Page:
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In my program I would like to manipulate boost::filesystem::path elements of a vector in a for loop.

typedef vector<fs::path> path_vec;
path_vec pv;

for (auto it = pv.cbegin(), end = pv.cend(); it != end; ++it)

What I would like to do is to add a string to the end of the path.

If I do it like this, it works fine:

stringstream image_file_0001;
image_file_0001 << it->string() << "/x_alpha0001.png";
p1 = image_file_0001.str();

If I do it like this, it works fine too:

string a = it->string();
string b = a.append("/prx");

But if I try to do it in one line

string c = it->string().append("/prx");

or

string d = (it->string()).append("/prx");

it gives compile errors:

7 overloads have no legal conversion for 'this' pointer

I think it must be my lack of knowledge about how to use pointers, or is it something to do with the boost::filesystem::path .string() function?

OK, the thing I would like to do is to create a directory with "/prx" appended to the origianl path in *it. Can I do it in one line?

boost::filesystem::createdirectory ( something here );

What seems to be my problem is that I don't understand that why would .append() modify the original string. Isn't it a function which returns an other string, which I can use freely, while just reading the original string?

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2 Answers 2

up vote 2 down vote accepted

fs::path.string() returns const& so you cannot append anything to it, first you need to make a copy

but why do you do this at all? there's a obvious way to append nested path:

path / nested_path

EDIT:

typedef vector<fs::path> path_vec;
path_vec pv;

for (auto it = pv.begin(), end = pv.end(); it != end; ++it)
    *it /= "prx";

or to create directories instead of modifying vector values, replace the last line by:

fs::create_directory(*it / "prx");
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Can you tell me how can I do it in the obvious way? I never used nested_path. Also, why is .append() ruining the const, it is not modifying the string, it just returns an other string, isn't it? –  zsero Jul 27 '11 at 14:13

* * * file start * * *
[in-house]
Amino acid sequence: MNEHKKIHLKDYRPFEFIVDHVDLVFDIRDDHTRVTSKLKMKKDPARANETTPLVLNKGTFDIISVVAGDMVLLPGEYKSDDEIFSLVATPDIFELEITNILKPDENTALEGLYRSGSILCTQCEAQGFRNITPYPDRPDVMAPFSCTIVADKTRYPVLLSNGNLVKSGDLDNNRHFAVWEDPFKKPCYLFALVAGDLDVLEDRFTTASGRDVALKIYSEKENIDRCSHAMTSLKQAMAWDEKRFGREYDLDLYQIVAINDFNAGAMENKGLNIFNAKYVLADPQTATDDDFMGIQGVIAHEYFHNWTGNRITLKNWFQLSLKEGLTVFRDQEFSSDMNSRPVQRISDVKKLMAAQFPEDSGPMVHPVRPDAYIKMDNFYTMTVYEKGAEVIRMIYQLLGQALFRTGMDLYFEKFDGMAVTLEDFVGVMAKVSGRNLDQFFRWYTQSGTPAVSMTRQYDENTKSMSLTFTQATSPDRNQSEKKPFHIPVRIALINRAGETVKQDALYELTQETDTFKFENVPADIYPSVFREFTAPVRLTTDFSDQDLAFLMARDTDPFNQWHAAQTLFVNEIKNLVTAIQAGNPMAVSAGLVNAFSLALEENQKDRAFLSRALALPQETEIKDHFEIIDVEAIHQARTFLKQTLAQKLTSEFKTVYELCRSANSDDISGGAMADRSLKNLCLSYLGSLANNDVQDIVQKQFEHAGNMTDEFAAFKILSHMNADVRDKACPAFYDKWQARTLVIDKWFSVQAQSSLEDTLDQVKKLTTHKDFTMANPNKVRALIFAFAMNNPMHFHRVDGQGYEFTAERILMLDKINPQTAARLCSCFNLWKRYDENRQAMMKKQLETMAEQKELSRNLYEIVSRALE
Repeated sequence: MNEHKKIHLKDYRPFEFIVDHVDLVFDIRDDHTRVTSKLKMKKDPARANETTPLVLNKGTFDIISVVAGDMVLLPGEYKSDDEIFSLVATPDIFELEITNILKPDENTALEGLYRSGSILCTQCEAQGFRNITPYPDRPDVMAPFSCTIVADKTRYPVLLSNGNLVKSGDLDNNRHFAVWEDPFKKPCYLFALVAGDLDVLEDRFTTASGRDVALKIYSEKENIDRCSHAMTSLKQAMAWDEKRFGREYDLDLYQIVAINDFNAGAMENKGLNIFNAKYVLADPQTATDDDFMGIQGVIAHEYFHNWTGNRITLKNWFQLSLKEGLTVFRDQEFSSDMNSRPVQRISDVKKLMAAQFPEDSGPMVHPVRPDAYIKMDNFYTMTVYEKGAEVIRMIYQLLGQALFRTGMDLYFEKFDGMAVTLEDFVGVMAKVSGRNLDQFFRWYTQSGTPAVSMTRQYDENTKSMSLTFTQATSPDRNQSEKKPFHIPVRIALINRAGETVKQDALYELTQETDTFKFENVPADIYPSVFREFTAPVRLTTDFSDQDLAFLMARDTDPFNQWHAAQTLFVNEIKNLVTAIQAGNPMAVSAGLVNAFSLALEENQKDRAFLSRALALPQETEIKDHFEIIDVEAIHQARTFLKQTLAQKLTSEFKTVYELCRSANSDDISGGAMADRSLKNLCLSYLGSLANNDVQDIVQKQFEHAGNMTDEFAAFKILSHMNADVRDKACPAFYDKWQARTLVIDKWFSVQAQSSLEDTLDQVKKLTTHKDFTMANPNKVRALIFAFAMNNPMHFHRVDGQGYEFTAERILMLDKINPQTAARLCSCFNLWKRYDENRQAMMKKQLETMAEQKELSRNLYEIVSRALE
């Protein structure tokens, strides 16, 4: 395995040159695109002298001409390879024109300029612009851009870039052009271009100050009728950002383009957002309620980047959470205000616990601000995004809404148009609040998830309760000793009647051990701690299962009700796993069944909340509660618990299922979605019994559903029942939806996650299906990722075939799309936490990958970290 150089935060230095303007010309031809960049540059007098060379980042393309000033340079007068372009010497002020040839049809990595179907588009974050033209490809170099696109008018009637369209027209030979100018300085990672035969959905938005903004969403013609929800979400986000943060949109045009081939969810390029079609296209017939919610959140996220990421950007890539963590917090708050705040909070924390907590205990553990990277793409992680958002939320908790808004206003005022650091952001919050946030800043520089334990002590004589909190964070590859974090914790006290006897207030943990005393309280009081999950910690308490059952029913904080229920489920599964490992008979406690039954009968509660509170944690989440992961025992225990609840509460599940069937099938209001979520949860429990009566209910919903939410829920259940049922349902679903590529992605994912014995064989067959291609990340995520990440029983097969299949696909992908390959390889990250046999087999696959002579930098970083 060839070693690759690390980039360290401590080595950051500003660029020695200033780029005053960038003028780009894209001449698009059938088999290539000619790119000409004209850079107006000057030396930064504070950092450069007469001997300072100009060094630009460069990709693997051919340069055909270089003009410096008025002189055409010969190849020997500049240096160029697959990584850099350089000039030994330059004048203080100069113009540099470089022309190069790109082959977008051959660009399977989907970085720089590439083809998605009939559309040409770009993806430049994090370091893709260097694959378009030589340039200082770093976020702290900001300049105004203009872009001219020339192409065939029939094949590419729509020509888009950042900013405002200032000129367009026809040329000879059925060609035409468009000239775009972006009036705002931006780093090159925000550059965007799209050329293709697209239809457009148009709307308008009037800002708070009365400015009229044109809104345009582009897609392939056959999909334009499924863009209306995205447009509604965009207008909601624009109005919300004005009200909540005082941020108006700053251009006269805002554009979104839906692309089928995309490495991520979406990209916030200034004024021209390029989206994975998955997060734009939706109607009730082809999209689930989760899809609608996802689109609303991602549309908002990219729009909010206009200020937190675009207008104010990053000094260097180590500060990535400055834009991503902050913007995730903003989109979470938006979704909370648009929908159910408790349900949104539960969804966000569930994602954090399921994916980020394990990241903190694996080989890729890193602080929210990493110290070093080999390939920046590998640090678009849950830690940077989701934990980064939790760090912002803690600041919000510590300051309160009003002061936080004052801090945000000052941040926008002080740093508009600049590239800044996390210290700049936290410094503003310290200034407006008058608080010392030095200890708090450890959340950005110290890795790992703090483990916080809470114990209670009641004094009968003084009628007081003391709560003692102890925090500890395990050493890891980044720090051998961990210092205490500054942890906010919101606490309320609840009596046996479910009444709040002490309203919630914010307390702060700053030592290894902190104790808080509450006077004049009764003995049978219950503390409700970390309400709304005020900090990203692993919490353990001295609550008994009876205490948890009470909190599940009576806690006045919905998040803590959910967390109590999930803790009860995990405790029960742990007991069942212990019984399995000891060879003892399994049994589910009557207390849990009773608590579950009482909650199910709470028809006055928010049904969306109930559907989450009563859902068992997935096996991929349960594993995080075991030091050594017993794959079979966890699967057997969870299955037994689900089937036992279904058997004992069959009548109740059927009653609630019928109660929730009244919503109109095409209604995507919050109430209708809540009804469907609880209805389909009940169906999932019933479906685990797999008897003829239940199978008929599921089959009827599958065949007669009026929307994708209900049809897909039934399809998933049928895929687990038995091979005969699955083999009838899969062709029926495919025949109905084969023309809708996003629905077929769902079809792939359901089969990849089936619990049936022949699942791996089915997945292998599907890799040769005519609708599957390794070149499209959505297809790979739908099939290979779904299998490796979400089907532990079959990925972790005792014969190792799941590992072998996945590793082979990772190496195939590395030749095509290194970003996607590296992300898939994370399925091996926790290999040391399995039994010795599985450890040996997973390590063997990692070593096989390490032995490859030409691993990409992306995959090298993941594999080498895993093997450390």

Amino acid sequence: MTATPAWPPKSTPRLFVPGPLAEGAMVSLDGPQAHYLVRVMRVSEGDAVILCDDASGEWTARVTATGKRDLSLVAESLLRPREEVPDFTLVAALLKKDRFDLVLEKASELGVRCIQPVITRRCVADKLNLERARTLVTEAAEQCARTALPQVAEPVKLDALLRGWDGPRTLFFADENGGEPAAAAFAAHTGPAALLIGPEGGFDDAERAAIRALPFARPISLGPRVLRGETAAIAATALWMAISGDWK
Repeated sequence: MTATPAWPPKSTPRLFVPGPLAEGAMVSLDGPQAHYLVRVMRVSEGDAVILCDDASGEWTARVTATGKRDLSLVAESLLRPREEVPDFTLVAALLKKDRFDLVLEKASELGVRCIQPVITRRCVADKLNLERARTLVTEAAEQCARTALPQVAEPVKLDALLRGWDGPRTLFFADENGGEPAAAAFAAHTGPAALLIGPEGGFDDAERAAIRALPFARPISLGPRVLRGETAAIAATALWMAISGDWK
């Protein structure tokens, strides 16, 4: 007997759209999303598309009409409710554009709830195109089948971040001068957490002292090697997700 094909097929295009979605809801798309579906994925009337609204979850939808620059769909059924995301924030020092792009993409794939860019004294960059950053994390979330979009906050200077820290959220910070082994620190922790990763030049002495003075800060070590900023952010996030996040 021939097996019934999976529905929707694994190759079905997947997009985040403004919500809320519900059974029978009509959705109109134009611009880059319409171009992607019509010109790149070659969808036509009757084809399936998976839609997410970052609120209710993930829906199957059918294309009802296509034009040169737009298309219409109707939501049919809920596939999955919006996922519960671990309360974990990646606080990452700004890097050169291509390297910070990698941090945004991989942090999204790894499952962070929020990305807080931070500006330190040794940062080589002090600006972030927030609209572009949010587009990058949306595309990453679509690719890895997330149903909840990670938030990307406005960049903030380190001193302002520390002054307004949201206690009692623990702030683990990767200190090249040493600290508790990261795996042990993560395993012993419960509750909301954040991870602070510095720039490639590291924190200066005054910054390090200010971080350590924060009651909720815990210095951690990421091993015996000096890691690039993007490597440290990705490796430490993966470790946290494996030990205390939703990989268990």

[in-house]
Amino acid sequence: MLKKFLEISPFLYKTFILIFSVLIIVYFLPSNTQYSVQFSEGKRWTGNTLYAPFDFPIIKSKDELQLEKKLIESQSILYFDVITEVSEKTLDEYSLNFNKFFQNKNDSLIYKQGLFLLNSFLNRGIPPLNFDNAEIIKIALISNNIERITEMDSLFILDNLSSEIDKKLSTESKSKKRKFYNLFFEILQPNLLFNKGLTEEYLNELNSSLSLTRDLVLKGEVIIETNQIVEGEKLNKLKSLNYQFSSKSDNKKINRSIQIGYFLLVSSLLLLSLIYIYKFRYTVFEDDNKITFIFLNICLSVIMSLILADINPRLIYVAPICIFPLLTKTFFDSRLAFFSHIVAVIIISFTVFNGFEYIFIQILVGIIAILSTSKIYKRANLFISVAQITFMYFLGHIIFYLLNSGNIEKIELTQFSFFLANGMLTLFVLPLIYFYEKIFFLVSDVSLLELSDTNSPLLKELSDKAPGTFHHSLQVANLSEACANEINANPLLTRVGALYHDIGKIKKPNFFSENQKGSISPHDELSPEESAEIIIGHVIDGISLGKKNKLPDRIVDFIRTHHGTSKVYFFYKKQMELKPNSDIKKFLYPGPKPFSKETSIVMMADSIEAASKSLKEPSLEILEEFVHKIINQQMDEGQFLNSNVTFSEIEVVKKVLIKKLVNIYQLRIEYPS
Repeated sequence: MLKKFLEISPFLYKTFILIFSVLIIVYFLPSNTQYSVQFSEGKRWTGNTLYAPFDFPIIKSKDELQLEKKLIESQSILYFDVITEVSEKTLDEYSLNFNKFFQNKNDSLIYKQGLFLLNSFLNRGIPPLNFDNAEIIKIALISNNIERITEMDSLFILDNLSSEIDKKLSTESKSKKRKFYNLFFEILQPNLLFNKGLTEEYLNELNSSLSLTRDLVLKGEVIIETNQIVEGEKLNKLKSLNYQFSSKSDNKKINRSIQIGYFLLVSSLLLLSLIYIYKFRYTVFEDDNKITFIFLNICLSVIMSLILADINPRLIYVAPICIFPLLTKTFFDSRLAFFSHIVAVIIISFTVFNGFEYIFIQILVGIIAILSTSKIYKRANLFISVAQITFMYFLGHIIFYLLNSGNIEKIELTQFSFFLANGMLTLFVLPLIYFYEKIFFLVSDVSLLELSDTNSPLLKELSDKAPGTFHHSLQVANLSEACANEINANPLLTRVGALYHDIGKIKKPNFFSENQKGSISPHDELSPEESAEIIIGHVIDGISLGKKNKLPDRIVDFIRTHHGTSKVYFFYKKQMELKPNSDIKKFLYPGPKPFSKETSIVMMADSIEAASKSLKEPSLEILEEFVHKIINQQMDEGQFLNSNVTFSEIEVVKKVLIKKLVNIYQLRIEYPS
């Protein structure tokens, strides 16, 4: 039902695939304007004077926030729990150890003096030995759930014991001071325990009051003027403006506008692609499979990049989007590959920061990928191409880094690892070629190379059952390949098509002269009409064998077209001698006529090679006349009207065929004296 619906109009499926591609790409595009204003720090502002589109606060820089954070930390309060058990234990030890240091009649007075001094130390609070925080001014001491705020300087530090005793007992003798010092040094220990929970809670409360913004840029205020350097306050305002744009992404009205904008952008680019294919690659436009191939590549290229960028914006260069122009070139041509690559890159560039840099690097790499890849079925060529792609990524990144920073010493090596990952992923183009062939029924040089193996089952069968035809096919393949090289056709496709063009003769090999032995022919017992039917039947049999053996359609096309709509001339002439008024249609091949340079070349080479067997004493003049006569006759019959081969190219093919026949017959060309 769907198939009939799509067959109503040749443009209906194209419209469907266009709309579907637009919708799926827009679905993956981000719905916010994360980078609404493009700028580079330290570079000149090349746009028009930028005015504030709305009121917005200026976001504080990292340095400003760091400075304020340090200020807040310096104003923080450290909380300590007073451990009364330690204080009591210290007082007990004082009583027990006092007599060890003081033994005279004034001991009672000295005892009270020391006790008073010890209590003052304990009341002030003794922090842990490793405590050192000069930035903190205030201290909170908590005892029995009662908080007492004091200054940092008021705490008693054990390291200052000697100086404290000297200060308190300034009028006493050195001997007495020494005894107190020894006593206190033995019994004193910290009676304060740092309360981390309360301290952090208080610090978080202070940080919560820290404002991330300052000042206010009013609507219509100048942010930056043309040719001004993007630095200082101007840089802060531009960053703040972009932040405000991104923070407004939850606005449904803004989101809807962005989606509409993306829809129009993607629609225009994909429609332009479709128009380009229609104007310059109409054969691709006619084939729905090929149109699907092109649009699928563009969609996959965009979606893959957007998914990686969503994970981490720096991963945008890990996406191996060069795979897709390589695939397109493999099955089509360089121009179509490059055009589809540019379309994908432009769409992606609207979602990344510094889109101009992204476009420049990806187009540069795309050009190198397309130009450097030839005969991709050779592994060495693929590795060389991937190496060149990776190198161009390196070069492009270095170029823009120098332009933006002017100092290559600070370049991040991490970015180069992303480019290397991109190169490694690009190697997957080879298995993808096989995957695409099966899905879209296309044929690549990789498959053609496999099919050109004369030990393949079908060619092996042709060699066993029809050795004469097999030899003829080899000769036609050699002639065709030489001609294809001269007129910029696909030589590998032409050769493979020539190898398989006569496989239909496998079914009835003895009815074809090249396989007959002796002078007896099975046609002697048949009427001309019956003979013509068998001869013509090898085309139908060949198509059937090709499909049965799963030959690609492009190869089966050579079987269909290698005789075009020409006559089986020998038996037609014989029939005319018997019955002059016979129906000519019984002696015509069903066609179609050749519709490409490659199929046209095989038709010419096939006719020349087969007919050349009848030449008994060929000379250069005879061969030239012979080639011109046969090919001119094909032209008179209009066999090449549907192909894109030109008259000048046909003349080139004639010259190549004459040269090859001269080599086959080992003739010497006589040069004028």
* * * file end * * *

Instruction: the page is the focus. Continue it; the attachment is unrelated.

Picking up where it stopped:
no, std::string::append() does modify the string and returns itself. I added an example how to do what you need –  Andy T Jul 27 '11 at 14:19
    
OK, thanks, it works and its neat and tidy! BTW, it should be *it. –  zsero Jul 27 '11 at 14:28
    
Could you correct it => *it? I would like to accept it, but not with the typo. –  zsero Jul 27 '11 at 21:48
    
sure, done..... –  Andy T Jul 27 '11 at 21:58

it->string() is probably constant. Why don't you say:

const std::string a = it->string() + "/prx";
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Can I say it in one line, like boost::filesystem::createdirectory ( something here ); ? Also, why is .append() ruining the const, it is not modifying the string, it just returns an other string, isn't it? –  zsero Jul 27 '11 at 14:14
    
append modifies the string itself and returns *this, so no luck. What's wrong with writing it->string() + "/prx" in one line? –  Kerrek SB Jul 27 '11 at 14:16
    
OK, thanks, I didn't know it's so easy. –  zsero Jul 27 '11 at 14:22

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